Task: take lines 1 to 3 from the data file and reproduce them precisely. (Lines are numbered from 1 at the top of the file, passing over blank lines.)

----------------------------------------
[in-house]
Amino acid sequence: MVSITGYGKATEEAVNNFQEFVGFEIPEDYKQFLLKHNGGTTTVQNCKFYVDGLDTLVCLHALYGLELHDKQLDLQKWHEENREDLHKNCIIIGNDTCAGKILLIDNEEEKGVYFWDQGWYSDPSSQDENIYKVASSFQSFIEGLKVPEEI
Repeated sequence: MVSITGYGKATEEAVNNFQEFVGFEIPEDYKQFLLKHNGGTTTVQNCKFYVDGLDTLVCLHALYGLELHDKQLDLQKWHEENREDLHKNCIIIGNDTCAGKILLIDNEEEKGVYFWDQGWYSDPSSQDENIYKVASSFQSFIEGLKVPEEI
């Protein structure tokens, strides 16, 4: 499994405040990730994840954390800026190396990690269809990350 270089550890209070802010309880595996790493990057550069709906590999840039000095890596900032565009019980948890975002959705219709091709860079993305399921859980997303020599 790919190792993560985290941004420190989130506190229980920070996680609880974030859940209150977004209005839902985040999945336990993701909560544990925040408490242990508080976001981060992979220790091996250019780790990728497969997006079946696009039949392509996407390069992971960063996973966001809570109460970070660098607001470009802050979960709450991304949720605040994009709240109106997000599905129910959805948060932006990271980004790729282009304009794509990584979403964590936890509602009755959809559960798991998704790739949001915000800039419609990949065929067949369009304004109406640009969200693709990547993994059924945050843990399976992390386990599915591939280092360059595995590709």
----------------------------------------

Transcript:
[in-house]
Amino acid sequence: MVSITGYGKATEEAVNNFQEFVGFEIPEDYKQFLLKHNGGTTTVQNCKFYVDGLDTLVCLHALYGLELHDKQLDLQKWHEENREDLHKNCIIIGNDTCAGKILLIDNEEEKGVYFWDQGWYSDPSSQDENIYKVASSFQSFIEGLKVPEEI
Repeated sequence: MVSITGYGKATEEAVNNFQEFVGFEIPEDYKQFLLKHNGGTTTVQNCKFYVDGLDTLVCLHALYGLELHDKQLDLQKWHEENREDLHKNCIIIGNDTCAGKILLIDNEEEKGVYFWDQGWYSDPSSQDENIYKVASSFQSFIEGLKVPEEI